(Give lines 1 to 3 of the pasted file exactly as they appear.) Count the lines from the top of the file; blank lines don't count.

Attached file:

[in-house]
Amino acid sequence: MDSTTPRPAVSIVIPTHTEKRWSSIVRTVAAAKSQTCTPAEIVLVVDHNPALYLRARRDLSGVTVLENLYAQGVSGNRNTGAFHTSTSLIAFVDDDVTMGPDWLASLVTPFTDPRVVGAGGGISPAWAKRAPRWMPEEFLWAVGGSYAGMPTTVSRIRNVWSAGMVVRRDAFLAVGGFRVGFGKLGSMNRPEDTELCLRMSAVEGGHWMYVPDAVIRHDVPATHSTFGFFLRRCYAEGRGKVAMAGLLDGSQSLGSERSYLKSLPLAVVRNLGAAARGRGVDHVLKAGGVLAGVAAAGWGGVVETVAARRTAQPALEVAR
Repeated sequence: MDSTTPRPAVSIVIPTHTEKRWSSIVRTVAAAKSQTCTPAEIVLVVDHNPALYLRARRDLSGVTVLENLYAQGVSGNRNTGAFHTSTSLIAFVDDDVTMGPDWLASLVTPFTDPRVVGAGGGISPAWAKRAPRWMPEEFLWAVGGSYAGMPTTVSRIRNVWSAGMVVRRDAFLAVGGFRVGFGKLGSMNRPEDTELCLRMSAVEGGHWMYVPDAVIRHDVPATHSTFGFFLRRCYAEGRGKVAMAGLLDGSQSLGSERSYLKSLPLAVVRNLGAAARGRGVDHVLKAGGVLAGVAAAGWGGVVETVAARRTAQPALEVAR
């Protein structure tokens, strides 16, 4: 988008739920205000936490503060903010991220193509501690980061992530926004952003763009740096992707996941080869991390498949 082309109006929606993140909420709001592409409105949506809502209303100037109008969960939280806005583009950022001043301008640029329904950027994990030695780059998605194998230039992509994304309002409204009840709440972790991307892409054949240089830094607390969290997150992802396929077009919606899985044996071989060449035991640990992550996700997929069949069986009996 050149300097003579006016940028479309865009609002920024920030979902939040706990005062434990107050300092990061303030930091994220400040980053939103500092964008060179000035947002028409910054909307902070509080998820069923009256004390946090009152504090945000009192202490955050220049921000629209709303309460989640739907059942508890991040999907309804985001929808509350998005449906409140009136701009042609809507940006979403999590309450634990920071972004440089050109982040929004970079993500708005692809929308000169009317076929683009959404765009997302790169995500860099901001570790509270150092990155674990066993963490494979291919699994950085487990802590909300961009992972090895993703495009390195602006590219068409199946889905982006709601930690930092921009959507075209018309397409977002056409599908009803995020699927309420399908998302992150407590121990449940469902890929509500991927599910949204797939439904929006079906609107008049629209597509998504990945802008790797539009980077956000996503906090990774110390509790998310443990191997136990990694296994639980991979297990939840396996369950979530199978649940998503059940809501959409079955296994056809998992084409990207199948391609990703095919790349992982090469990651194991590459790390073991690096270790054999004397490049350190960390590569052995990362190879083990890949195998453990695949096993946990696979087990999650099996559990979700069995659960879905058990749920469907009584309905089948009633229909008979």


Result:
[in-house]
Amino acid sequence: MDSTTPRPAVSIVIPTHTEKRWSSIVRTVAAAKSQTCTPAEIVLVVDHNPALYLRARRDLSGVTVLENLYAQGVSGNRNTGAFHTSTSLIAFVDDDVTMGPDWLASLVTPFTDPRVVGAGGGISPAWAKRAPRWMPEEFLWAVGGSYAGMPTTVSRIRNVWSAGMVVRRDAFLAVGGFRVGFGKLGSMNRPEDTELCLRMSAVEGGHWMYVPDAVIRHDVPATHSTFGFFLRRCYAEGRGKVAMAGLLDGSQSLGSERSYLKSLPLAVVRNLGAAARGRGVDHVLKAGGVLAGVAAAGWGGVVETVAARRTAQPALEVAR
Repeated sequence: MDSTTPRPAVSIVIPTHTEKRWSSIVRTVAAAKSQTCTPAEIVLVVDHNPALYLRARRDLSGVTVLENLYAQGVSGNRNTGAFHTSTSLIAFVDDDVTMGPDWLASLVTPFTDPRVVGAGGGISPAWAKRAPRWMPEEFLWAVGGSYAGMPTTVSRIRNVWSAGMVVRRDAFLAVGGFRVGFGKLGSMNRPEDTELCLRMSAVEGGHWMYVPDAVIRHDVPATHSTFGFFLRRCYAEGRGKVAMAGLLDGSQSLGSERSYLKSLPLAVVRNLGAAARGRGVDHVLKAGGVLAGVAAAGWGGVVETVAARRTAQPALEVAR